W1siziisijiwmjevmdmvmdqvmtkvmdivmzuvztfhztvhmgmtmdq5nc00ogfllweynditzjcynte5oge5mguyl1jvyiaxlkpqryjdlfsiccisinrodw1iiiwindawedi2mcmixv0

SURVEY: Just one third of Workers to Return to the Office Full-time Post-Covid

SURVEY: Just one third of Workers to Return to the Office Full-time Post-Covid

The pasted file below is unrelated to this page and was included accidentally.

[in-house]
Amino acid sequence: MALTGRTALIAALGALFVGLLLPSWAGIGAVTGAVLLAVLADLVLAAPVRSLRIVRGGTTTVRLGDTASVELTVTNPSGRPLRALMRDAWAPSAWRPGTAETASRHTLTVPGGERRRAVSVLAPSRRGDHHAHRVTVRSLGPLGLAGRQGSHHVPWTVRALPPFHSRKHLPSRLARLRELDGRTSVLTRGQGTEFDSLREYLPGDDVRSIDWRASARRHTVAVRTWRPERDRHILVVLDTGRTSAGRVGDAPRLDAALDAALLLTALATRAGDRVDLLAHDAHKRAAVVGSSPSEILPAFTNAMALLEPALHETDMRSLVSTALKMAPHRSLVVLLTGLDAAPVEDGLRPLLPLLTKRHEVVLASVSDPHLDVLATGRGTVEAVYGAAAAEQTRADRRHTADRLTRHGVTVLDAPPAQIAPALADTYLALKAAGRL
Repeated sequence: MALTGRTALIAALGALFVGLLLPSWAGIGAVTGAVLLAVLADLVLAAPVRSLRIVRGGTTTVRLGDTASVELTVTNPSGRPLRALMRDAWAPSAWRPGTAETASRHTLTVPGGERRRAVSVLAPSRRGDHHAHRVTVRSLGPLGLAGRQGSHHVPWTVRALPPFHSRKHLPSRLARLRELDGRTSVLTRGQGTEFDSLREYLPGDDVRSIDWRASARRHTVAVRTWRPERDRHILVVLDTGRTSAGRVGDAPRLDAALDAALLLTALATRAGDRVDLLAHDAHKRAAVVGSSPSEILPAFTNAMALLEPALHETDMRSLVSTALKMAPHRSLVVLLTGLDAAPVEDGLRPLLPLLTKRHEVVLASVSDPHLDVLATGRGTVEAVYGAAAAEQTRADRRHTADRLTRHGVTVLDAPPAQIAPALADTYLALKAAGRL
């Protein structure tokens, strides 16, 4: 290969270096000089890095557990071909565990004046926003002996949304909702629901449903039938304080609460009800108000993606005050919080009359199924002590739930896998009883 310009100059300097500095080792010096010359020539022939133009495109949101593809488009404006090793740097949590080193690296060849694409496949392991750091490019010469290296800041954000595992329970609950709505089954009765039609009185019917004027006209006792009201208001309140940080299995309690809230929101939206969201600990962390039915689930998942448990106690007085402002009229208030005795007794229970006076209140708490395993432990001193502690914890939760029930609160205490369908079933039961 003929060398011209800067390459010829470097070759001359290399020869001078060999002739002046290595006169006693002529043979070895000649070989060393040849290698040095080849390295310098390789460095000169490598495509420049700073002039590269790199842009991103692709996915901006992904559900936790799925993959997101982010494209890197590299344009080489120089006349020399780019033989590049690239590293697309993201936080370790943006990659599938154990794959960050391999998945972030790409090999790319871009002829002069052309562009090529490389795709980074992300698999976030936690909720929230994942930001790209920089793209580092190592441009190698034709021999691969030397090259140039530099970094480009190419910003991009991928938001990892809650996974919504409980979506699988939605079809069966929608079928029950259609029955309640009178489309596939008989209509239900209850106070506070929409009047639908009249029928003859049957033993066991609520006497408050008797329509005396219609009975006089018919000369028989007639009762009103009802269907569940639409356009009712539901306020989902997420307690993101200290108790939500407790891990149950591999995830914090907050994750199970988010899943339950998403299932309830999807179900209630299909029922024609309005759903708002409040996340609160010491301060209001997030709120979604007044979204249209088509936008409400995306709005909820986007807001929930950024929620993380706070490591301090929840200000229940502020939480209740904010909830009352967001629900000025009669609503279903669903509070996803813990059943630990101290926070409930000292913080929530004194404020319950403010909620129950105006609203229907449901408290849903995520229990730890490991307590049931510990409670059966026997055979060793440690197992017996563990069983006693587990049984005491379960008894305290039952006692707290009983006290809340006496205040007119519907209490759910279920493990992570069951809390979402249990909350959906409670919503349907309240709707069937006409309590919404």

According to the Sigmar/AON Pulse Report on the future of work post-Covid, just 34% of workers will be returning to the office on a full-time basis once Covid restrictions are permanently lifted. 22% of employees are expected to work full-time remotely with the remaining 44% to work hybrid between home and the office. Of this hybrid cohort, 92% will spend three days or less in the office. The Sigmar/AON survey  polled 253 companies in Ireland to get insight into the future of work practices post-Covid. Commenting on the findings Talent Summit founder and Sigmar chief commercial officer Robert Mac Giolla Phádraig says:  “Recent speculation about the future of work has seen a division in thought between commentators and experts regarding the role the office will play in working practices post-Covid. With this poll, we have real insight into how employers are planning for the world of work once restrictions are lifted. The reality is that two thirds of Ireland’s workforce will see permanent changes in their work practices. That is a massive shift that affects the majority of us.”   Remote Working to Spark a Global War for Talent The Sigmar/ AON survey finds that 22% of employees will work full-time remotely. Says Mac Giolla Phádraig:  “Remote work is the emerging front of a world war for talent, being fought virtually and our remote workers the spoils of this war. “Ireland is globally recognised as an epicentre of highly skilled and educated workers, making this cohort of employees an attractive proposition for employers from around the world. “There is now global competition for local talent, requiring an arsenal of new methods and systems to compete, as it’s more about hearts and minds than before. “International competition of this cohort of workers will be fierce, effectively opening up a whole world in which 22% of our workforce can work.” The Future is Hybrid 44% of Ireland’s workforce will work hybrid between office and home.  92% will work three or less days in the office. The reality is that many of us will work hybrid between the office and home. Last year we were challenged by the forced dislocation of the workforce from the workplace. This year, however, we will choose how, by whom and where work gets done, which requires deep consideration as we re-architect work over the coming months. This is a critical moment in time for the next generation of work. Says Mac Giolla Phádraig: “ “According to this survey the future is hybrid.”